Neuropathology Of Down's Syndrome
Down’s syndrome is the most commonly identified cause of mental retardation occurring in 1 out of 700 live births. In addition to mental deficiency, characteristics of the disease include epicanthic folds of the eyes, flattened facial features, unusual palm creases, short stature, open mouth, protruding tongue and poor posture. A twenty-two to fifty fold increase in risk of the development of leukemia along with congenital heart defects in forty percent of these individuals is also seen. The increased level of purines often found can lead to mental retardation itself. Neurological impairment and immune system deficiencies make these individuals more susceptible to infection. Also noted are increased risk for cataract development and vision impairment due to defects in the lenses of the eyes.
Evidence for the disease can be found as far back as the nineteenth century with many theories for the etiology of the disease. Early hypotheses include links to endocrine gland malfunction, tuberculosis, syphilis and "uterine exhaustion". The idea of uterine exhaustion was based on the observation that many children with Downs Syndrome (DS) tended to be the last born members of large families. This was later accounted for as mere coincidence. The first formal reference to the anomaly came in 1866 in England by a physician at the Earlewood Asylum noting the distinct physical characteristics of this group of individuals. In the 1930’s, Adrian Bleyer hypothesized that the condition was caused by a failure of the chromosomes to separate but could provide no proof for this since an accurate human chromosome count had not yet been obtained by anyone. The correct number of 46 chromosomes was obtained in Sweden in the 1950’s, and shortly thereafter a total of 47 was verified in a Down’s individual confirming non-disjunction as the mutation occurring. When non-disjunction occurs, the chromatics do not separate so one of the daughter cells receives two chromatics and the other none. The daughter cell in which the chromatic is absent will die and the other will receive a third copy upon fertilization resulting in a variety of defects. This non-disjunction can occur during anaphase I or anaphase II when the chromatics are pulled to opposite poles by the spindle fibers of the centromere. Trisomy, having three copies of a chromosome, most commonly occurs in chromosome 21, the smallest of the 23 human chromosomes. The process showing normal meosis, non-disjunction occurring in meosis I and non-disjunction occurring in meosis II is illustrated on the following figure.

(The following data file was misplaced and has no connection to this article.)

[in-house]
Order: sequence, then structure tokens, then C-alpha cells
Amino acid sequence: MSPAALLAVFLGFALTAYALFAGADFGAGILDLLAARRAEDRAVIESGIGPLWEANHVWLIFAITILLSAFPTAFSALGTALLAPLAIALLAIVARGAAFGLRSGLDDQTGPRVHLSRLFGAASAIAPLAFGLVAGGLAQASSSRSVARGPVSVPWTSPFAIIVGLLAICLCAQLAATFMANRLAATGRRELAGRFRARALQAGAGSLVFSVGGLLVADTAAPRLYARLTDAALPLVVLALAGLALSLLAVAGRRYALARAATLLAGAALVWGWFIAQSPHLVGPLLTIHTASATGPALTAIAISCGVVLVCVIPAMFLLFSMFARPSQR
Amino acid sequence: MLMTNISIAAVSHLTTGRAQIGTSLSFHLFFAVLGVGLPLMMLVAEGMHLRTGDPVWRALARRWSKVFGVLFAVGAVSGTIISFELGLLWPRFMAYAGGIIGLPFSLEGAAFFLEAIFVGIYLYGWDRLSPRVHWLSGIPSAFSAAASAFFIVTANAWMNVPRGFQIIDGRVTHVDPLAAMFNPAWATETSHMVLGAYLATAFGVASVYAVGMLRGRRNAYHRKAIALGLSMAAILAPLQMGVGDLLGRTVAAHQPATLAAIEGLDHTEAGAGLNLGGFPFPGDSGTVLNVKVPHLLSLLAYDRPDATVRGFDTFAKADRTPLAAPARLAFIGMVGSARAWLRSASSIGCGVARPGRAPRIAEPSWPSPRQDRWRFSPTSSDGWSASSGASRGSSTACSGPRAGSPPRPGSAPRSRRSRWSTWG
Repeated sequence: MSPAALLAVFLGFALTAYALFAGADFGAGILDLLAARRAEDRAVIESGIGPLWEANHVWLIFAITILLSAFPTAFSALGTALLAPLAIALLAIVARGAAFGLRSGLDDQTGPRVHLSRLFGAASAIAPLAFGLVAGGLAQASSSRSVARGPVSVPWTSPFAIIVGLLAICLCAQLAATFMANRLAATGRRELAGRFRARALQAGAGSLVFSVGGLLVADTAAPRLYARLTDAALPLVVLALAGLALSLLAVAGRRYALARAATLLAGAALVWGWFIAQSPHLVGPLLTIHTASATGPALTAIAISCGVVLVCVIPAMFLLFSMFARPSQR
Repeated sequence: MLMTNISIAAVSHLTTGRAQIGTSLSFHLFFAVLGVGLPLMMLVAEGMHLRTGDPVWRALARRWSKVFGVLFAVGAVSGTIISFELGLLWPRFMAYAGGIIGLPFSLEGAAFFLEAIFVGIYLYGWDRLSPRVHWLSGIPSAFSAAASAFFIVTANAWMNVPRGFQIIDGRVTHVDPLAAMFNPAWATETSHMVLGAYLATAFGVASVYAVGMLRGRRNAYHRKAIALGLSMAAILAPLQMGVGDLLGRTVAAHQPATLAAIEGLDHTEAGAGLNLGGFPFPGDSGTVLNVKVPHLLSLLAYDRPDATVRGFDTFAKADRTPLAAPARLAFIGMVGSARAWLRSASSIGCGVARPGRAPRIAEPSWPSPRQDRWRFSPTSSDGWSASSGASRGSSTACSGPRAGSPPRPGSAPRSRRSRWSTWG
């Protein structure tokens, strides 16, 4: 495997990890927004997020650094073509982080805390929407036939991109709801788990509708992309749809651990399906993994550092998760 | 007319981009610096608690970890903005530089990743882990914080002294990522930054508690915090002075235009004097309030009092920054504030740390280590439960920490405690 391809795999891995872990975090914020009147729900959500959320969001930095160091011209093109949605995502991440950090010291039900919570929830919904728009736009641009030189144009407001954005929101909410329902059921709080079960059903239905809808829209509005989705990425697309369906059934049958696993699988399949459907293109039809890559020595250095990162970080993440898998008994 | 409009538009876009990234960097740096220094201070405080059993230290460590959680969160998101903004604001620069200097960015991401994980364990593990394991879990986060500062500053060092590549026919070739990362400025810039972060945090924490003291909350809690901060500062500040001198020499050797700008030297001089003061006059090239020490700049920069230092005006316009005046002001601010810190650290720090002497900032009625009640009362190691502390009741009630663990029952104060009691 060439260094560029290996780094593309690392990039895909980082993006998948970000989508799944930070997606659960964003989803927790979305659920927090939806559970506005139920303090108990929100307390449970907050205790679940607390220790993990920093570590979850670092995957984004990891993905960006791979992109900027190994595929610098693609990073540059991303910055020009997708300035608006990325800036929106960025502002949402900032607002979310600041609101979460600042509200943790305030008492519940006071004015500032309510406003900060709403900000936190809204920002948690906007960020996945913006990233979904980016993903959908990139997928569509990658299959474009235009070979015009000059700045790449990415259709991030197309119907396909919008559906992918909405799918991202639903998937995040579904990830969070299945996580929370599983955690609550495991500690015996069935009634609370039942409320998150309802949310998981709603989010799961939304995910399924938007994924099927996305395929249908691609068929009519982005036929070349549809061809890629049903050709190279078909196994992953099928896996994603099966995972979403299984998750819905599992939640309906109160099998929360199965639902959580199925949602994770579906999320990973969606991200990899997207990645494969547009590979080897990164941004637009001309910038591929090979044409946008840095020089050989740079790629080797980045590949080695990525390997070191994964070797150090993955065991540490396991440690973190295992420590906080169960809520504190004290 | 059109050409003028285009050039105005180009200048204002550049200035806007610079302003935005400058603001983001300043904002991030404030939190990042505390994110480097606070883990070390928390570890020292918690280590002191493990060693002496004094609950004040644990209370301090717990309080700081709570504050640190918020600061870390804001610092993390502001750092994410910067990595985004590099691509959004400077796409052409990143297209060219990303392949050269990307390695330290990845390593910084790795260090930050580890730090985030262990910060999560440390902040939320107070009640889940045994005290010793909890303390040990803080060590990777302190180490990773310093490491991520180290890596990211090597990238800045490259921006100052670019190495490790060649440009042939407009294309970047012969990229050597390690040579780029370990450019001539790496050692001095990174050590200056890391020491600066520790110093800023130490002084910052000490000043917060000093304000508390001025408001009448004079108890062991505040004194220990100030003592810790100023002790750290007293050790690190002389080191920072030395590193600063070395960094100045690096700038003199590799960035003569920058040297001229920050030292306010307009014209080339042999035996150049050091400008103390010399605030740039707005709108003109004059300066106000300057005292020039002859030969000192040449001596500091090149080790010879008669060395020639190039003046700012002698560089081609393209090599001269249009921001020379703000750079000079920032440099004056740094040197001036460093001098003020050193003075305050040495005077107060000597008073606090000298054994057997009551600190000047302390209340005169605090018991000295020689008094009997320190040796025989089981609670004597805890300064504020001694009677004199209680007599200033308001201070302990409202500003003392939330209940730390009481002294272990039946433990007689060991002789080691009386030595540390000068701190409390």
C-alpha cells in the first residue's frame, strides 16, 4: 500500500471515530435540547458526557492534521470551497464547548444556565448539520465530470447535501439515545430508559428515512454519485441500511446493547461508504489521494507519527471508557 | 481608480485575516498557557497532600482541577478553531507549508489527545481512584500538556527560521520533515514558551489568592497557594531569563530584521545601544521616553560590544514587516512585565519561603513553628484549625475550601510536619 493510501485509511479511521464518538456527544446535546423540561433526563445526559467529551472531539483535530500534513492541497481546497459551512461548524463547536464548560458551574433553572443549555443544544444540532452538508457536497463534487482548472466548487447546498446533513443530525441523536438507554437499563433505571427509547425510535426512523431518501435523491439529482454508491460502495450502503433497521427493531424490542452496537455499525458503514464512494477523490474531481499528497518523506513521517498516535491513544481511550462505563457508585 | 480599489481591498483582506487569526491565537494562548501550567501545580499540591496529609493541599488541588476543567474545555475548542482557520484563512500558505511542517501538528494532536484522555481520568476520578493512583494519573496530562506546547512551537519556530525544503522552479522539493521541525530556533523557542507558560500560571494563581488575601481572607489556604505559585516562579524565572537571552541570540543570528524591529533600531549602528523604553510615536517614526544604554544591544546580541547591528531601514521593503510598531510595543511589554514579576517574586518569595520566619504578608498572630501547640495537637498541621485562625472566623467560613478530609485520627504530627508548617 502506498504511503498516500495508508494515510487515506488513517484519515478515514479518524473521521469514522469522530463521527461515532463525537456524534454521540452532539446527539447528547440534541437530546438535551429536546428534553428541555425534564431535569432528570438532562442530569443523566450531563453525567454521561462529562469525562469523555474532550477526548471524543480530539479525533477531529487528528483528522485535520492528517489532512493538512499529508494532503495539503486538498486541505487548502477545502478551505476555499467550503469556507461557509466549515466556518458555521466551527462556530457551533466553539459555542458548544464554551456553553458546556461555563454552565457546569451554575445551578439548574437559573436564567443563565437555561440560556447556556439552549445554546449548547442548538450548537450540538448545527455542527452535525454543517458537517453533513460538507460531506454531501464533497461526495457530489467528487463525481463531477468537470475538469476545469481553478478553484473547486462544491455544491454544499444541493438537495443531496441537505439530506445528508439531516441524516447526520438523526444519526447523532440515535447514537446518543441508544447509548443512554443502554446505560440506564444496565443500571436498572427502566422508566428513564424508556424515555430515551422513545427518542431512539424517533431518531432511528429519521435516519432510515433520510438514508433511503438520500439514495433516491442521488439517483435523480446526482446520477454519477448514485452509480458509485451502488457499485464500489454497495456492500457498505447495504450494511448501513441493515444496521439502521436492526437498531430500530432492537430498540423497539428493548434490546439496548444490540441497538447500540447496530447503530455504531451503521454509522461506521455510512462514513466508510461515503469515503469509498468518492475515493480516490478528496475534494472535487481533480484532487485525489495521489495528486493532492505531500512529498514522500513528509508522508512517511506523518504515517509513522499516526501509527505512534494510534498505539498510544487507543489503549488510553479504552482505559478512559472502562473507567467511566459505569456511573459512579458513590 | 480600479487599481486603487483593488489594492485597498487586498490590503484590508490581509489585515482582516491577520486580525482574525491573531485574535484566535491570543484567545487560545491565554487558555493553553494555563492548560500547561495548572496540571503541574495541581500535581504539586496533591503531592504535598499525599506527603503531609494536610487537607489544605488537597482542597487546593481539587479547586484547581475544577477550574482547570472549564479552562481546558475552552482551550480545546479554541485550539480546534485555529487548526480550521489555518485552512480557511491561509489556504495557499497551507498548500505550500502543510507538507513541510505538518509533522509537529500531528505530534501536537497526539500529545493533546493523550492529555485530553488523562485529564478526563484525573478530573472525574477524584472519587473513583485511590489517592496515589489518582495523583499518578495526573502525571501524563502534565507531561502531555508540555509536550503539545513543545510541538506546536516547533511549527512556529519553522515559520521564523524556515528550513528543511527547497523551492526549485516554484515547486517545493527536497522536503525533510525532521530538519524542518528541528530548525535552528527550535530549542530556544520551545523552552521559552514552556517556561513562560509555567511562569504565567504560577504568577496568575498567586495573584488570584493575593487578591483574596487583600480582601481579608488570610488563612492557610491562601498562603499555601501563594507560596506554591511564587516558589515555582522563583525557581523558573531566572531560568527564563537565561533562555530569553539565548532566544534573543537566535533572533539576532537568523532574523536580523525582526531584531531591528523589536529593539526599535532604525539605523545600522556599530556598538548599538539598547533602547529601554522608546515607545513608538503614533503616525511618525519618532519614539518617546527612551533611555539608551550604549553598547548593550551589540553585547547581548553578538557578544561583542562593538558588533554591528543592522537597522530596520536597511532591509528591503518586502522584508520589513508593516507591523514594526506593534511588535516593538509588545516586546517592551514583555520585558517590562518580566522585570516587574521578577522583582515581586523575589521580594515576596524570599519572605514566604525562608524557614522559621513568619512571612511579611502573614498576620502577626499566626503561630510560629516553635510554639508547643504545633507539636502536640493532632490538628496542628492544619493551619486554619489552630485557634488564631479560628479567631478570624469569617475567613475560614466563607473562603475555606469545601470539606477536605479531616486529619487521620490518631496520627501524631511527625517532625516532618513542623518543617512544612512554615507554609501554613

In five percent of Down’s syndrome cases, translocation rather than non-disjunction is the cause. In this instance, only part of chromosome 21 is tripled as a portion of one adheres to another. A fragment of 21 is attached most often to chromosome 13, 14, 15, 21 or 22 and appears with a normal chromosome 21 from the other gamete. Again upon fertilization, a...